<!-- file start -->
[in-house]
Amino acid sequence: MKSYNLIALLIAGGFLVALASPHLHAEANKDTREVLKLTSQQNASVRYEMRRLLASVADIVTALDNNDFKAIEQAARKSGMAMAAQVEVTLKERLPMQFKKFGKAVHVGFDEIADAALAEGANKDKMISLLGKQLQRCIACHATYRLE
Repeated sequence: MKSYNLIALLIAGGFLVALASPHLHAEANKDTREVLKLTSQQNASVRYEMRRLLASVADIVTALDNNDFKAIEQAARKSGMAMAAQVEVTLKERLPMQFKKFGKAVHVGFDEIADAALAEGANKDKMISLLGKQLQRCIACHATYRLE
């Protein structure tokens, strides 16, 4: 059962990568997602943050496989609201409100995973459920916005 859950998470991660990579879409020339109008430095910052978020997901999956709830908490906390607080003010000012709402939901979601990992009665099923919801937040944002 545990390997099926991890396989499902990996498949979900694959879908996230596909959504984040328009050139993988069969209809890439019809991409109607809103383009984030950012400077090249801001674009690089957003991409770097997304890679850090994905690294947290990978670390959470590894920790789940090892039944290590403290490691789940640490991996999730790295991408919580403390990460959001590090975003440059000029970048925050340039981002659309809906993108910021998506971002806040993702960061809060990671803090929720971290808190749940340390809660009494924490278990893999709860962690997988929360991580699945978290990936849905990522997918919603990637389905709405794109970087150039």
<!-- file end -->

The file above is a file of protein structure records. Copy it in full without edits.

[in-house]
Amino acid sequence: MKSYNLIALLIAGGFLVALASPHLHAEANKDTREVLKLTSQQNASVRYEMRRLLASVADIVTALDNNDFKAIEQAARKSGMAMAAQVEVTLKERLPMQFKKFGKAVHVGFDEIADAALAEGANKDKMISLLGKQLQRCIACHATYRLE
Repeated sequence: MKSYNLIALLIAGGFLVALASPHLHAEANKDTREVLKLTSQQNASVRYEMRRLLASVADIVTALDNNDFKAIEQAARKSGMAMAAQVEVTLKERLPMQFKKFGKAVHVGFDEIADAALAEGANKDKMISLLGKQLQRCIACHATYRLE
């Protein structure tokens, strides 16, 4: 059962990568997602943050496989609201409100995973459920916005 859950998470991660990579879409020339109008430095910052978020997901999956709830908490906390607080003010000012709402939901979601990992009665099923919801937040944002 545990390997099926991890396989499902990996498949979900694959879908996230596909959504984040328009050139993988069969209809890439019809991409109607809103383009984030950012400077090249801001674009690089957003991409770097997304890679850090994905690294947290990978670390959470590894920790789940090892039944290590403290490691789940640490991996999730790295991408919580403390990460959001590090975003440059000029970048925050340039981002659309809906993108910021998506971002806040993702960061809060990671803090929720971290808190749940340390809660009494924490278990893999709860962690997988929360991580699945978290990936849905990522997918919603990637389905709405794109970087150039």